If accredited by the jury as trustworthy and authentic there was evidence to supply classical properties for a finding of contributory negligence. The denial of plaintiff's motion for a new trial was proper.

The record in the instant case recites affirmatively that, at the conclusion of the trial Justice's charge to the jury, he asked:

"Are there any requests or instructions?" Each counsel replied: "No, Your Honor."

R.S. c. 106, § 14 as amended by P.L.1959, c. 317, § 76, provides in pertinent part:

"For all purposes for which an exception has heretofore been necessary in civil cases, it is sufficient that a party, at the time the order or ruling of the court is made or sought, makes known to the court the action which he desires the court to take or his objection to the action of the court and his grounds therefor. If a party has no opportunity to object to a ruling or order, the absence of an objection does not thereafter prejudice him. * * *" See, also, Rule 46, Maine Rules of Civil Procedure, 155 Me. 545. "It is to be noted that although formal exceptions are unnecessary, a party must still make known at the time of the ruling the actions he wants or his objection to the action taken and his grounds therefor. * * * "* * * All appellate review is by appeal, and any claimed error to which adequate objection was made is open to the aggrieved party on appeal." Maine Civil Practice, Field and McKusick, P. 392.

The record nowhere discloses that plaintiff's counsel requested any instruction which was refused by the Justice presiding or remonstrated against any instruction given.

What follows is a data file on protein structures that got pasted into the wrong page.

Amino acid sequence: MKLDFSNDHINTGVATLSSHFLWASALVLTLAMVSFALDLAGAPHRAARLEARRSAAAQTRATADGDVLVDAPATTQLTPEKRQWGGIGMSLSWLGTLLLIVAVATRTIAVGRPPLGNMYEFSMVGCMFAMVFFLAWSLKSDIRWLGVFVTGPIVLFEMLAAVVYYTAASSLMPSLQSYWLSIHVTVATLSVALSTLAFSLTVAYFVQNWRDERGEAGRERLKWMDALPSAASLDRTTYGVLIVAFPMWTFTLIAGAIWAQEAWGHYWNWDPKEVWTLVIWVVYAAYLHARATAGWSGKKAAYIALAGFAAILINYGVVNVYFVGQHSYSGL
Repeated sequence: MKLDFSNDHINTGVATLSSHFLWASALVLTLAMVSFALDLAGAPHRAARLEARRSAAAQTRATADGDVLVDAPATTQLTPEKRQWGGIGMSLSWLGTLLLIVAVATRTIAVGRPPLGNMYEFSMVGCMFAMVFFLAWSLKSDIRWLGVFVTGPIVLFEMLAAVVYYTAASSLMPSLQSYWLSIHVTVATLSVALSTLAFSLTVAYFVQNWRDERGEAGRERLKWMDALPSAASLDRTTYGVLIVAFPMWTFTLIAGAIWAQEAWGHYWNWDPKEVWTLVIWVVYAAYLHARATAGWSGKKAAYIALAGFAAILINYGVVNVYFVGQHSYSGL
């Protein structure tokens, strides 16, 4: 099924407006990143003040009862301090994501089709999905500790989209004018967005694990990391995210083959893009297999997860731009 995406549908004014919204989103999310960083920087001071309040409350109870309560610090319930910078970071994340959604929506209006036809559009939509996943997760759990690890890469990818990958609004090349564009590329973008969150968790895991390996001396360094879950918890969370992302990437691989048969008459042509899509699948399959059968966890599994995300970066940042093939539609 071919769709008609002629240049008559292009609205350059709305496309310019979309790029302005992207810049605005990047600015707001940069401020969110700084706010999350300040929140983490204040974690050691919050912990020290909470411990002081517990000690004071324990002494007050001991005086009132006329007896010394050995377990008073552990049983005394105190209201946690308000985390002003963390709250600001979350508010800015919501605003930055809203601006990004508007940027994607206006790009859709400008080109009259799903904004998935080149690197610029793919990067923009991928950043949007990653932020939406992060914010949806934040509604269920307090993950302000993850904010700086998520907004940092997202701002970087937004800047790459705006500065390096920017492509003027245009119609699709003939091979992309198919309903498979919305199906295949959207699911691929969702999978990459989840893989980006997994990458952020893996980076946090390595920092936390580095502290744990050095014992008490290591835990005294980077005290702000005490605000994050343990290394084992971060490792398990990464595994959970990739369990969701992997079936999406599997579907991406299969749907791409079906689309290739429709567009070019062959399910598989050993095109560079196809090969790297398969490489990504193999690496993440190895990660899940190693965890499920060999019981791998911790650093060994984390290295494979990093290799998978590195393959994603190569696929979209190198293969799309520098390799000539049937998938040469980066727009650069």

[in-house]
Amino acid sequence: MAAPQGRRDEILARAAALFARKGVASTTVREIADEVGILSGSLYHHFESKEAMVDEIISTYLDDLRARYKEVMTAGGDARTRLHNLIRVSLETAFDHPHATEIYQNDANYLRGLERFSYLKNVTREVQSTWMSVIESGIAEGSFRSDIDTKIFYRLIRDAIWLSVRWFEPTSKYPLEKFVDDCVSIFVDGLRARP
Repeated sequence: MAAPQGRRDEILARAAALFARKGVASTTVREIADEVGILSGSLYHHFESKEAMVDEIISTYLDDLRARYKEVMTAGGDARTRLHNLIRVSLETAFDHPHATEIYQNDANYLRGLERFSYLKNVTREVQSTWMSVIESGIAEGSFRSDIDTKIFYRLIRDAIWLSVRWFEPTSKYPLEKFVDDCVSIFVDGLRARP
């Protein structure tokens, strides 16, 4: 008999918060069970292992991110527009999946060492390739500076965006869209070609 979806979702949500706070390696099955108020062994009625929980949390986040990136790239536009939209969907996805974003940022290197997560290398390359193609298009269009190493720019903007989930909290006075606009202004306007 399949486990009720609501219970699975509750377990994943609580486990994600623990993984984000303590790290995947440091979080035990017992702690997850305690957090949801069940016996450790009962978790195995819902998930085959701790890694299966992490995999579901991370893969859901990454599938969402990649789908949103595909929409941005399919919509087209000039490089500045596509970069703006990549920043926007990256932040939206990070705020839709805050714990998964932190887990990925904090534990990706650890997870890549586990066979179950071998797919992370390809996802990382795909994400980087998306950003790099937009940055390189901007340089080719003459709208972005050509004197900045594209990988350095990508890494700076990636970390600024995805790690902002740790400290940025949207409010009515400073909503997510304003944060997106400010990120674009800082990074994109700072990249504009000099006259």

"At the close of the evidence or at such earlier time during the trial as the court reasonably directs, any party may file written requests that the court instruct the jury on the law as set forth in the requests. The court shall inform counsel of its proposed action upon the requests prior to their arguments to the jury, but the court shall instruct the jury after the arguments are completed. No party may assign as error the giving or the failure to give an instruction unless he objects thereto before the jury retires to consider its verdict, stating distinctly the matter to which he objects and the grounds of his objection. Opportunity shall be given to make the objection out of the hearing of the jury." Rule 51(b), M.R.C.P. 155 Me. 549. "As already stated in connection with Rule 46, the magic word `exception' is not necessary to save rights as to alleged errors in the charge. It is necessary, however, to make clear one's objections and the grounds for them before the jury retires. On appeal a party cannot rely upon an error not specifically called to the trial court's attention so as to give a fair opportunity to correct it." Maine Civil Practice, Field and McKusick, P. 418.